So when I was thinking about my son’s third birthday weeks ago I got pretty excited. We weren’t going to go nuts or anything. It was 15 people and was going to be a small cookout with the kiddos playing in the little splashy pool we got Miles as an early birthday present. But I was stoked.
But, as often is the case, things don’t always go as planned.
I was released from the hospital after three VERY long days a little more than 12 hours before his party was scheduled to begin. And if that wasn’t enough to put a damper on plans the fact that I was released with strict orders of bed rest flooded out any plans for a party.
My son deserved a party. I’m not sure if he really understood what was going on or what he was going to miss, but every kid needs a party. And my body was just incapable of providing one. Of course my amazing family wouldn’t let Miles be deprived of anything. My mom brought the party to us — an amazing Thomas the Train cake, a spectacular Thomas balloon, Mickey straws and noise makers and Spider-Man plates and napkins — and we had a little get together. I celebrated from the couch, but Miles was happy. He had CAKE! And to top it off, my mom and sister took Miles to the zoo Saturday so he could celebrate with my nephew, the monkeys, otters, giraffes and jaguar.
As much fun as I know he had at the zoo and during our impromptu, multicharacter/theme party it made me a little sad. OK, I’ll be honest, it made me a lot sad. I even cried when they were leaving for the zoo.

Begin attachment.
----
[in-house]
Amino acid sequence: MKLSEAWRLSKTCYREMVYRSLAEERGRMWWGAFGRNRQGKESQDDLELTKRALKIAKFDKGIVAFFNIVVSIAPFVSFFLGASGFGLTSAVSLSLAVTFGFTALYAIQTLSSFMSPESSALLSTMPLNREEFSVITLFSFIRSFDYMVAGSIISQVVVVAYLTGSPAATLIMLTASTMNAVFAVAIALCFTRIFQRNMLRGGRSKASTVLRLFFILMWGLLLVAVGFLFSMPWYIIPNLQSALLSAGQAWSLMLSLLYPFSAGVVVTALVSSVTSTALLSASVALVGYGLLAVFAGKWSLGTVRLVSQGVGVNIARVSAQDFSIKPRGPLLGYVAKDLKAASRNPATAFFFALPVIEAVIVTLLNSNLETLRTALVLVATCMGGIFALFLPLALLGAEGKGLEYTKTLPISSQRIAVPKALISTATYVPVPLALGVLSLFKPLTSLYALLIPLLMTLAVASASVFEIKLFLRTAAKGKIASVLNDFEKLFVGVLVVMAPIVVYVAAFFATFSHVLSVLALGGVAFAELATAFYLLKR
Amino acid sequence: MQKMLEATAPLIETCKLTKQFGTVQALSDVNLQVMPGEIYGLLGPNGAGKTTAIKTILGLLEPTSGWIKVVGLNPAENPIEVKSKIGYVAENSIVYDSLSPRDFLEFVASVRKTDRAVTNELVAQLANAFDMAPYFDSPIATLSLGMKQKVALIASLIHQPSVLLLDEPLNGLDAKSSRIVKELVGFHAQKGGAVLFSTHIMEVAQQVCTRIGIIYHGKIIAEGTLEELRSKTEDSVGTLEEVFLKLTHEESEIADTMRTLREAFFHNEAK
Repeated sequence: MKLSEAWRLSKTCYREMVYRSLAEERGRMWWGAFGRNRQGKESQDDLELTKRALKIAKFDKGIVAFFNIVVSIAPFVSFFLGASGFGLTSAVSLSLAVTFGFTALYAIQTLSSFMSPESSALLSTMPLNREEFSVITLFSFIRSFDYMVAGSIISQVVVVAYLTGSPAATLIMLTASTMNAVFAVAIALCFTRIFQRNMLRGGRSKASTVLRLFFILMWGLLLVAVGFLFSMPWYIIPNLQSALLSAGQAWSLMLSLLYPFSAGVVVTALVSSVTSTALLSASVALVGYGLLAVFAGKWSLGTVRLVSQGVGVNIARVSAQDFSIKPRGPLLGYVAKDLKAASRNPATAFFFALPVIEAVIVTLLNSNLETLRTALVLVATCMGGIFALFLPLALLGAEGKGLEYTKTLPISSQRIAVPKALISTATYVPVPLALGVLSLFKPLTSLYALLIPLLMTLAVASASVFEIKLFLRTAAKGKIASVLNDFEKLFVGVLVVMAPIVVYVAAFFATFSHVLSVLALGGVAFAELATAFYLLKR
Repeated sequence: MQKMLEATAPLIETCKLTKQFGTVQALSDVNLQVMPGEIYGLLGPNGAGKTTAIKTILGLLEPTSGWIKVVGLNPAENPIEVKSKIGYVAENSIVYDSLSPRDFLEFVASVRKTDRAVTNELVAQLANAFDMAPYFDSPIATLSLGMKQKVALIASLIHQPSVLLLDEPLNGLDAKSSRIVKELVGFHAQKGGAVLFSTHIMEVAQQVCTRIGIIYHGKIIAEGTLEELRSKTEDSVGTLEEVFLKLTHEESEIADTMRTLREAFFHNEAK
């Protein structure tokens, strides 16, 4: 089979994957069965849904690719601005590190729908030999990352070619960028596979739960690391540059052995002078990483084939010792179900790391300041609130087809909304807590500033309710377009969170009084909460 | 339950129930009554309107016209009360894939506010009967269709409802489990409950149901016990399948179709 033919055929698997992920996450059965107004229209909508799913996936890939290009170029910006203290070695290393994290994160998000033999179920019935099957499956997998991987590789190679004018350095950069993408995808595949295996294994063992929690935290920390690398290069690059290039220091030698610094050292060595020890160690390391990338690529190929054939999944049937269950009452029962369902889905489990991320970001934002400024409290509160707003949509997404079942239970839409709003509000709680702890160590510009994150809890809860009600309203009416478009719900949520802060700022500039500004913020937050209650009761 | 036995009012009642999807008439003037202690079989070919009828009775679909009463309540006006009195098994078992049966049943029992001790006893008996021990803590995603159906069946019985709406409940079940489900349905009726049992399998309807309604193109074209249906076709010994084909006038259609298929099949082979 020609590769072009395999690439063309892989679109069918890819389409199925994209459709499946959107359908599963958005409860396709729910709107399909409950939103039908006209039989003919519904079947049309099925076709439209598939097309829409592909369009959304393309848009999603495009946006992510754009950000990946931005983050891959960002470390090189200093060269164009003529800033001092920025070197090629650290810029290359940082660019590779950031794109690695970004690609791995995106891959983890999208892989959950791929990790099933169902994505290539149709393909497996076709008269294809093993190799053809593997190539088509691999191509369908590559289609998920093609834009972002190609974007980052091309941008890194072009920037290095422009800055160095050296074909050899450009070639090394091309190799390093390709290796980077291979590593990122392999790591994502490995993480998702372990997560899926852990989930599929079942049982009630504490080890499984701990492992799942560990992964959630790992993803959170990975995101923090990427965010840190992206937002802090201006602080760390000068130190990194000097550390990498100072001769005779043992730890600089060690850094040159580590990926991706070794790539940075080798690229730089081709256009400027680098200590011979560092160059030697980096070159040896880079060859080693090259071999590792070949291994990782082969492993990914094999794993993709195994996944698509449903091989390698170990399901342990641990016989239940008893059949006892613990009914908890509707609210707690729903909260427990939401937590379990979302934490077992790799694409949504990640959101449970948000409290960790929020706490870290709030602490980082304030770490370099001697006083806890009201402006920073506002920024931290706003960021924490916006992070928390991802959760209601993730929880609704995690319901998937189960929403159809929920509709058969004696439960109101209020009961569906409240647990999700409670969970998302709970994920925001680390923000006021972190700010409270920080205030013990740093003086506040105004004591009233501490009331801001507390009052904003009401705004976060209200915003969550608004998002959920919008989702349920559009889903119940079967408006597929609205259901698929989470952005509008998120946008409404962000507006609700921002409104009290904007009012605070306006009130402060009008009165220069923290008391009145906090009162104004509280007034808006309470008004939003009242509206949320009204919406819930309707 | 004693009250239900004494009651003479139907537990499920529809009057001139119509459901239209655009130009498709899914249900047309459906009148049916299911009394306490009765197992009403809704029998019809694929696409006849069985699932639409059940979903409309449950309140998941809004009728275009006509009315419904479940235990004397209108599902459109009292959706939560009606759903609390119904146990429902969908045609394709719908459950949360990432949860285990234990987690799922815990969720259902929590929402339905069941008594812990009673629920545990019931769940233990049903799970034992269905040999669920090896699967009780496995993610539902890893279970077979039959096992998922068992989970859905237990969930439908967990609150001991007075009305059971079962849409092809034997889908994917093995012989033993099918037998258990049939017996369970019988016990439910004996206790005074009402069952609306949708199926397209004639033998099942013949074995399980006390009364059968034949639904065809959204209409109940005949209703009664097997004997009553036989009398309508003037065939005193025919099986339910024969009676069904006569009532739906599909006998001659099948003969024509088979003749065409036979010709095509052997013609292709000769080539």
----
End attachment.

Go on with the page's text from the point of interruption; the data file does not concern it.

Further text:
You can blame it on hormones (I am eight months pregnant) or the emotional roller coaster of the past days in the hospital. But what it came down to was that my little guy was now 3. Yes, I was sad I didn’t get to celebrate with him like I’d planned. But deep down I know he had a great time, maybe even more fun than he would have with the party I’d imagined.
Another year has passed. Sentences are the norm now; he is out of his toddler bed and in his very own big boy bed. My baby is growing up, and I can’t do anything about it.
Will every birthday be this tough?
We all have that place in our head — it’s dark, scary and typically void of all rational thought. And no matter how hard we try, we are sucked into that spot every once in a while.
I’m learning, through experience and advice from family and friends, to not beat myself up for the trips to those places but instead to make each of these “adventures” a time to learn and become a little better, a little less likely to venture back to that place.
I made one of these trips Thursday.
Since last Saturday night I’ve been one giant, itchy, swollen poison ivy blister. That morning my son and I were outside in our backyard. While he played on the swing set I decided to tackle a patch of poke weed that was staring me down. I made sure not to touch anything that looked suspicious and immediately came in and washed all exposed skin well. It did no good.